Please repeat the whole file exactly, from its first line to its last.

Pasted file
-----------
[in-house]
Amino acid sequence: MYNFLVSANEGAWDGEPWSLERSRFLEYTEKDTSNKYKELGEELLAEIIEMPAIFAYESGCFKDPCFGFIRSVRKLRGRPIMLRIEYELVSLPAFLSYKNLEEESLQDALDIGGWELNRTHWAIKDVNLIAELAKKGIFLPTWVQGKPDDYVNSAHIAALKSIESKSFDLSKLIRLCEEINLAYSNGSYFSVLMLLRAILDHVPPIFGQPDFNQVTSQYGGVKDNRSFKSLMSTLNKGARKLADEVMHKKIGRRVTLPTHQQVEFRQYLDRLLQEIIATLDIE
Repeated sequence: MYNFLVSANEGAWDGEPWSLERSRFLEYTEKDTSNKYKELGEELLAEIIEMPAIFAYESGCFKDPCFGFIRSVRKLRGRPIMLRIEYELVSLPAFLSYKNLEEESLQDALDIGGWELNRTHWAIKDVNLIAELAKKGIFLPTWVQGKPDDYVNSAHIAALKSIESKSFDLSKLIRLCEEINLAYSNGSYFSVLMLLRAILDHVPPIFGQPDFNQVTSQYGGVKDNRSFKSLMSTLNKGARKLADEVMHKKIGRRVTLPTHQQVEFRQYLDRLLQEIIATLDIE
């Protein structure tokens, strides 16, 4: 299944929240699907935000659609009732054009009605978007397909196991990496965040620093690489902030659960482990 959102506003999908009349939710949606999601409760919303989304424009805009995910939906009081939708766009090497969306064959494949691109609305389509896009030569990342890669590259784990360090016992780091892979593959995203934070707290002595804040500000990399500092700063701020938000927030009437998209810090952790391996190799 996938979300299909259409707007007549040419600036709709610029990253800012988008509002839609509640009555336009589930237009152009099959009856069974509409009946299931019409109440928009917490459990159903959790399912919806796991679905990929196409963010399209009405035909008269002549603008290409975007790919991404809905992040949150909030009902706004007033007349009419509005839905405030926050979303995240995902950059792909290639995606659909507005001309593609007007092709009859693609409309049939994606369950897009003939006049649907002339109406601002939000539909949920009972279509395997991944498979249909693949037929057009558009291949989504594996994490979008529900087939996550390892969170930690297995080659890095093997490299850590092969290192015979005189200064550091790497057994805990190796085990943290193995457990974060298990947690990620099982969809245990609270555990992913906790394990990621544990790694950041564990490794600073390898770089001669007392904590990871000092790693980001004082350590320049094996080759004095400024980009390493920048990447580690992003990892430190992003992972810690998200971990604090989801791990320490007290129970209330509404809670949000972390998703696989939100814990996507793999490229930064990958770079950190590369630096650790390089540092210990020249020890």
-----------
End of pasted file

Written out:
[in-house]
Amino acid sequence: MYNFLVSANEGAWDGEPWSLERSRFLEYTEKDTSNKYKELGEELLAEIIEMPAIFAYESGCFKDPCFGFIRSVRKLRGRPIMLRIEYELVSLPAFLSYKNLEEESLQDALDIGGWELNRTHWAIKDVNLIAELAKKGIFLPTWVQGKPDDYVNSAHIAALKSIESKSFDLSKLIRLCEEINLAYSNGSYFSVLMLLRAILDHVPPIFGQPDFNQVTSQYGGVKDNRSFKSLMSTLNKGARKLADEVMHKKIGRRVTLPTHQQVEFRQYLDRLLQEIIATLDIE
Repeated sequence: MYNFLVSANEGAWDGEPWSLERSRFLEYTEKDTSNKYKELGEELLAEIIEMPAIFAYESGCFKDPCFGFIRSVRKLRGRPIMLRIEYELVSLPAFLSYKNLEEESLQDALDIGGWELNRTHWAIKDVNLIAELAKKGIFLPTWVQGKPDDYVNSAHIAALKSIESKSFDLSKLIRLCEEINLAYSNGSYFSVLMLLRAILDHVPPIFGQPDFNQVTSQYGGVKDNRSFKSLMSTLNKGARKLADEVMHKKIGRRVTLPTHQQVEFRQYLDRLLQEIIATLDIE
């Protein structure tokens, strides 16, 4: 299944929240699907935000659609009732054009009605978007397909196991990496965040620093690489902030659960482990 959102506003999908009349939710949606999601409760919303989304424009805009995910939906009081939708766009090497969306064959494949691109609305389509896009030569990342890669590259784990360090016992780091892979593959995203934070707290002595804040500000990399500092700063701020938000927030009437998209810090952790391996190799 996938979300299909259409707007007549040419600036709709610029990253800012988008509002839609509640009555336009589930237009152009099959009856069974509409009946299931019409109440928009917490459990159903959790399912919806796991679905990929196409963010399209009405035909008269002549603008290409975007790919991404809905992040949150909030009902706004007033007349009419509005839905405030926050979303995240995902950059792909290639995606659909507005001309593609007007092709009859693609409309049939994606369950897009003939006049649907002339109406601002939000539909949920009972279509395997991944498979249909693949037929057009558009291949989504594996994490979008529900087939996550390892969170930690297995080659890095093997490299850590092969290192015979005189200064550091790497057994805990190796085990943290193995457990974060298990947690990620099982969809245990609270555990992913906790394990990621544990790694950041564990490794600073390898770089001669007392904590990871000092790693980001004082350590320049094996080759004095400024980009390493920048990447580690992003990892430190992003992972810690998200971990604090989801791990320490007290129970209330509404809670949000972390998703696989939100814990996507793999490229930064990958770079950190590369630096650790390089540092210990020249020890």